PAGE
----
Posted by: Tom Boyd
Seriously, who doesn’t love a little slice of swine? Belly flab so tasty it’s actually considered “cured.” Such distinct flavor, yet, much like its cousin, the sausage, we never really bother thinking about how it’s made. We just know what we like.
Enter the crew from Pig Farm Ink. These guys have been bringing their own distinct flavor to the GoPro Mountain Games as a sideshow of the Costa 2-Fly X-Stream competition for almost five years now. And, although they don’t actually deal in bacon (or any kind of meats, for that matter), this unique fly fishing, lifestyle and event brand will be bringing a little something extra to the table in 2018 in partnership with the Vail Valley Foundation’s GoPro Mountain Games.
On Friday, June 8, Pig Farm will be pulling together the inaugural Costa Fly Tying Competition at the 2018 Mountain Games and pulling back the curtain on the skills that go into creating the artistic snacks that ultimately define the sport of fly fishing. A sparkle wing here, a pheasant tail there. Add a dash of flashabou, and soon enough we’ll all be hooked.
“From my perspective, mountain sports aren’t about winning something. It’s more about the experience. But there are people that are doing such special-a** stuff — whether it’s slackline or whitewater SUP or any of the other crazy things people are doing out there — it’s just entertaining and it’s showing off sports that people should actually pay attention to,” said Jay Johnson, Pig Farm Ink’s ‘boss hog’. “This is our sport. Not only that, it’s our ‘mountain’ sport. That’s really where fly fishing is rooted. So it’s pretty cool to have the Mountain Games look at what we’re doing and say, ‘Yeah, we’re down.’”
Johnson and Pig Farm are best known for their signature Iron Fly events, casual “contests” (think fly tying meets Iron Chef) designed to introduce and engage newcomers to the sport of fly fishing through a combination of bobbins, beer and the occasional blindfold. While the Costa Fly Tying Competition will also include an informal Iron Fly event, the “Open” category complete with a $600 purse and several pairs of top-shelf Costa sunglasses awarded to podium finishers is serious business sure to attract the best fly-tiers from around the region.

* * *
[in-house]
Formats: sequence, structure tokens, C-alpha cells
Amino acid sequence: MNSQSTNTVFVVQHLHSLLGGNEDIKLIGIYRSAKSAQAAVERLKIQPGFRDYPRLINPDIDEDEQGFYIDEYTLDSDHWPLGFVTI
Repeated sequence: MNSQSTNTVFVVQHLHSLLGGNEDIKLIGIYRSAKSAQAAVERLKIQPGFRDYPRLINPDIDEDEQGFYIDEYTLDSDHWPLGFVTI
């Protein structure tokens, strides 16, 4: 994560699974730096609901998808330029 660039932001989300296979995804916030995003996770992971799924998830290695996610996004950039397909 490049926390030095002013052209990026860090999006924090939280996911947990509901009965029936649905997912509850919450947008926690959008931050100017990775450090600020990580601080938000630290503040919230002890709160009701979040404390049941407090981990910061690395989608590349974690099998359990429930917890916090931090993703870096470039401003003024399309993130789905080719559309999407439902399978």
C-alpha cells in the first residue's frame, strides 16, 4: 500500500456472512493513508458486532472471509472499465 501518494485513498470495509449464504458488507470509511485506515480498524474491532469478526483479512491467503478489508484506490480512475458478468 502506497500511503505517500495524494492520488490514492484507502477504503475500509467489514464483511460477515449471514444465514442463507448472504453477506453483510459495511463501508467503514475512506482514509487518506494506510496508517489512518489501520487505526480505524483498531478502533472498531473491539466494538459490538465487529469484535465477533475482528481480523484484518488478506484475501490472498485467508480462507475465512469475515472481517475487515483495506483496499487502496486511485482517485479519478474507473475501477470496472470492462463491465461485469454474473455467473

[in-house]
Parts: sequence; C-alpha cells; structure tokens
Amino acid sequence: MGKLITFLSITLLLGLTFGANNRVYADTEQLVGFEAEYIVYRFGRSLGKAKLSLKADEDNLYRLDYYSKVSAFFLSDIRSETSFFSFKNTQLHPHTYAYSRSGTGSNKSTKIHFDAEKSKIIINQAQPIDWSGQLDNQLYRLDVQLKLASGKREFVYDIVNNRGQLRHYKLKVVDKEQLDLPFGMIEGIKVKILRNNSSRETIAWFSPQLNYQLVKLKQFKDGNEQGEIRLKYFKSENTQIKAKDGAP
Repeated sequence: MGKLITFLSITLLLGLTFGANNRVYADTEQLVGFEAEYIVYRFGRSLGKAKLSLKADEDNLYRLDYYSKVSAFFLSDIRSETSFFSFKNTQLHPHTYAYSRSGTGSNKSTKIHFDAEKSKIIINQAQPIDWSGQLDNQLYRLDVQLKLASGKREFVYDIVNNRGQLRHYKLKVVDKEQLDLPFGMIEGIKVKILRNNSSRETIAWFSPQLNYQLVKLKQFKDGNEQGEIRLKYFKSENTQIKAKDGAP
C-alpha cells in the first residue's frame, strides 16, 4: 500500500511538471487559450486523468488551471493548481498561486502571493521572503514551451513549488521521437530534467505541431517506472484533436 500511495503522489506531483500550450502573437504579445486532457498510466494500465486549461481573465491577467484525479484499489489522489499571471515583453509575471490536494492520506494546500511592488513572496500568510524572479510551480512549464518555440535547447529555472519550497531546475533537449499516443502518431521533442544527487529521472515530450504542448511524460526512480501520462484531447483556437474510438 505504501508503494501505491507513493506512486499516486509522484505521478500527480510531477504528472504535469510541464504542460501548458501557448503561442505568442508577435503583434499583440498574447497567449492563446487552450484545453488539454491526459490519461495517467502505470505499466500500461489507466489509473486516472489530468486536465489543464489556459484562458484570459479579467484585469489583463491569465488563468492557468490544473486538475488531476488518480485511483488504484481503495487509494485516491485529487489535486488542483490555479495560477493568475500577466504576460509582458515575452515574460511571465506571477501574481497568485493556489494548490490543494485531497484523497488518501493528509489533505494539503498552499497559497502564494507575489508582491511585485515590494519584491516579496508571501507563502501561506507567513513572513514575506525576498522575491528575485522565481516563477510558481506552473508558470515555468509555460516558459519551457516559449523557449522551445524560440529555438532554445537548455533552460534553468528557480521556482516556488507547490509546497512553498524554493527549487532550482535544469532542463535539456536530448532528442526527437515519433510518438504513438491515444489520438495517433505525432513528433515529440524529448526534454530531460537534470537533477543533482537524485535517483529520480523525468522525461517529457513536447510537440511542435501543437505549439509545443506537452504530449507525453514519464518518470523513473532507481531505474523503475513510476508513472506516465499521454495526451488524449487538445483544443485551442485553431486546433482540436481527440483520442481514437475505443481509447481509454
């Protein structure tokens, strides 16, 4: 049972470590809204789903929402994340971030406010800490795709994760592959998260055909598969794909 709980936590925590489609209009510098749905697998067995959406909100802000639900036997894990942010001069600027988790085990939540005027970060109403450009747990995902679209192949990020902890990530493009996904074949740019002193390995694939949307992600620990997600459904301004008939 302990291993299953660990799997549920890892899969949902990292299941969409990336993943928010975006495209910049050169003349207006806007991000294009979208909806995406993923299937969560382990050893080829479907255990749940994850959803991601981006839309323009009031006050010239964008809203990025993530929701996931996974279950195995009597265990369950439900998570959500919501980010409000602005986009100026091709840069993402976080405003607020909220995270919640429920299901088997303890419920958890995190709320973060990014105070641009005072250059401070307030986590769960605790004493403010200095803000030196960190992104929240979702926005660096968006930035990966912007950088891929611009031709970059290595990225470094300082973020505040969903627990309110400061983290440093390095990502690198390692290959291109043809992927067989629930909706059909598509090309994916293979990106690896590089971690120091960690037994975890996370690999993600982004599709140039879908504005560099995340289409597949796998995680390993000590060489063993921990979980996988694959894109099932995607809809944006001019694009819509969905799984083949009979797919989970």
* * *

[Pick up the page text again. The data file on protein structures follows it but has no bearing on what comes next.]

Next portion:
The format is pretty straightforward: three timed rounds of competition, with 10 tiers eliminated every round and winners determined in the final. Competitors are responsible for bringing their own tools, but hooks and materials — including some mystery materials — will be provided (along with a beer included in the $40 entry fee).
“Judging by Blane Chocklett, Hilary Hutcheson and myself will be based off your body of work: a streamer, a dry fly and a nymph,” Johnson said. “Flies will be judged on fundamentals, creativity and fishability. So it’s legit for the situation. I’m sure we’ll sell out the 30-person field, just because people want to show off how good they are.”
Colorado long ago solidified its reputation as a hotbed of fly-tying innovation, with a lengthy roster of cutting-edge artisans establishing informal rivalries to determine who has the most spice in their vice. But the Costa Fly Tying Competition is a rare opportunity for modern gurus like Charlie Craven, Rick Takahashi and other innovators to actually make some bacon, Pig Farm-style.
“As far as I understand, there isn’t really a competitive fly-tying circuit out there anywhere,” Johnson said. “But I don’t understand a whole bunch.”
Like a lot of farmers, Johnson is more savvy than he lets on. And just as the Costa 2 Fly X-Stream fishing competition quickly became one of the most popular events at the GoPro Mountain Games, this unique new showcase of skill and ingenuity is destined to hook a whole new audience.
“Our ultimate objective is to make fly fishing inclusive, make it fun, build community and get people outside,” Johnson said. “To have the blessing of the Mountain Games to say that this is something real, this is something that should be paid attention to, is just amazing.”
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